Is The Reagan Era Coming To An End?

Share Button

In the history of the Presidency, there have been Presidents who have left a huge mark on the office for decades after their tenure ended. The third President of the U.S., Thomas Jefferson, was succeeded acolytes James Madison and James Monroe, both of whom served for two terms. Though John Quincy Adams was a member of the same party as his predecessors, seeing that his dad was John Adams, the guy who preceded Jefferson, he probably would not be considered a Jeffersonite. That said, there is no reason that a Jeffersonian couldn’t have risen to the highest office in the land… Save one.

The seventh President of the United States, General Andrew Jackson.

Jackson’s two term Presidency would leave a new mark on the office, and also leave a long shadow. Jackson was succeeded by his own acolyte Martin Van Buren. Due to a drawn out economic depression during his tenure in office (a consequence of monetary policies undertaken by his predecessor) the “Little Magician” was voted out after one term. Thought the new Whig party did capture the White House a couple of times between 1841 and 1843, the Jackson stamp on the Democrat party reigned supreme, as Democrat Presidents Polk and Pierce fit to some degree in the Jacksonian mold. By the time James Buchanan was elected in 1856, Andrew Jackson’s long enduring influence on the party had faded.

The next President to leave such an extended mark on the way candidates ran for President would be Mr. Republican, Ronald Reagan. George Herbert Walker Bush, being the Vice President under Reagan, of course ran on and won based on Reagan’s legacy. He did lose four years later, but his competitor was the superior politician by the name of Bill Clinton. And even though the next election saw the defeat of the next-in-line Republican Bob Dole, the Reagan imprint on the Presidency was far from dead. Dole lost because he was not a very good spokesman or candidate, but also because Clinton had positioned himself as a Democrat heir to Reagan. George W Bush ran as a Reaganesque type guy, a likeable fiscal Conservative.

The next Republican candidate, Senator John McCain, had two obstacles. One would be dislike engendered from his own party based on his former status as “The Maverick”. A great many within the Republican party did not trust him based on his former willingness to cross the isle and bash fellow Republicans when the opportunity arose. The other obstacle was the feel good juggernaut that was candidate Barack Obama. I don’t care who the Republicans would have put up in that election, even a clone of Reagan himself would have lost!

And still, as McCain’s defeat was a referendum on his political positions and lack of Conservative purity, the Reagan legacy survived.

Which brings us to last Tuesdays defeat of Mitt Romney. Unlike four years ago, the idea of the first black President had lost its luster. It’s already done. He was already President, and his tenure in office a difficult and tumultuous one. A good majority of his accomplishments are not exactly super popular, and he is saddled with a sluggish economy with chronic unemployment just below 8 percent. That and the recent Benghazi mess and muddled foreign policy objectives should have made him easy pickings. Due to some flip-flops, and his RomneyCare experiment in Massachusetts, Romney was not a “perfect” candidate for the right. Never the less, the party had come to embrace him in a way they never did with John McCain. Because of his successful business background and impeccably clean image, Romney certainly did have the street cred to be the torchbearer for the Reagan philosophy on issues such as taxes, fiscal responsibility, and being all around business friendly. He adopted a foreign policy stance that was Reaganesque. Romney was, as his predecessors before him, running as the next Reagan, against a President who is seen by may as the next iteration of Reagan’s defeated foe, Jimmy Carter.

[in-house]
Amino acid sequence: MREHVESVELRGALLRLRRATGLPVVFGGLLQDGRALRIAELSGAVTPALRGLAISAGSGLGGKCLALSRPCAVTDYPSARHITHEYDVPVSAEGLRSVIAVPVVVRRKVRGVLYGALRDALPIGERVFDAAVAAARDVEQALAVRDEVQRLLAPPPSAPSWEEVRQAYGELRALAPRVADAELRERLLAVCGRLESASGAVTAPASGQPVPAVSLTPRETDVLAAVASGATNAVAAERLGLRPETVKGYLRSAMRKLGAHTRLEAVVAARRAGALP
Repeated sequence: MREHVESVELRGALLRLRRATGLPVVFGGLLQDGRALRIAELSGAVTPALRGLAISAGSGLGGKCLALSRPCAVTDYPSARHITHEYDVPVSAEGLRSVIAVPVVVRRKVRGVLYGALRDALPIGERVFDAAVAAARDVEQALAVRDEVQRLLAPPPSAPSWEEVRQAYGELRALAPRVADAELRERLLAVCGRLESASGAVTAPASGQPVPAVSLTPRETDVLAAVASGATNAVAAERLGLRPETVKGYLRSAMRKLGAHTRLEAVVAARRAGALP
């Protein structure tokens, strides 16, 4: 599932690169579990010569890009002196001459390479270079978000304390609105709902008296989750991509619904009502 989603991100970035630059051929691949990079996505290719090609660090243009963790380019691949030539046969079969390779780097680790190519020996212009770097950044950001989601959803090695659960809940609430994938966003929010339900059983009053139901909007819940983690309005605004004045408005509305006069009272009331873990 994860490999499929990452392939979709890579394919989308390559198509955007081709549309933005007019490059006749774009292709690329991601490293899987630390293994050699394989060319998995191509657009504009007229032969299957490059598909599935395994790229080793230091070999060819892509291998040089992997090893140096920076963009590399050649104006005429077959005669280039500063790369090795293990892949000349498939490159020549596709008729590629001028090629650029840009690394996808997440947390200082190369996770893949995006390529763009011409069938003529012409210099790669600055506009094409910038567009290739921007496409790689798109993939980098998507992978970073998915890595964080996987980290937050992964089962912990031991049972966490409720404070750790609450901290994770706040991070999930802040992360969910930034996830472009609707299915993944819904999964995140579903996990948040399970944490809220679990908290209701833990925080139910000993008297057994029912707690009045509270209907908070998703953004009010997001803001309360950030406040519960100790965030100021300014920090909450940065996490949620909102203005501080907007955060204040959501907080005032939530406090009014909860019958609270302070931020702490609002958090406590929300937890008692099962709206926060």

And yet, Romney lost.

Is it possible that we are seeing the end of the Reagan era? That his shadow is just too distant to be able to win the day anymore? There are, after all, a good many voters who were either too young to remember the man, or, were not even born when Ronald Reagan was in office. Could it also be the judgement of a new generation that the 30 years of Reaganesque economic policies just didn’t seem to work all that well when all is said and done? Some of my Conservative friends will bristle at this notion. “Obama is a socialist” they’ll say. OK. But how many economic policies has the Obama administration actually changed? Yes, he did bail out the auto industry using government as a tool. But in the grand scheme of things, the auto industry is only a very small part of the over-all economy. Quantitative Easing? That will place a burden on the future economic situation, but it doesn’t stymie growth in the hear and now. Dodd-Frank? Wall Street and Company had figured ways around any legal road blocks created by this bill long before it was ever signed into law.

For the sake of argument, lets say that we have strayed too far from the Reagan economic model. Doesn’t this make my argument for the demise of the Reagan era even more evident? The re-election of Barack Obama may very well be a referendum against the economic policies made popular with the advent of the election of Ronald Reagan, and may indicate that his legacy just doesn’t hold the sway on the public that it used to.

Note: As I finish this post, I noticed that Michael Tomasky at The Daily Beast is thinking along similar lines.

RSS feed for comments on this post. TrackBack URI

Leave a Reply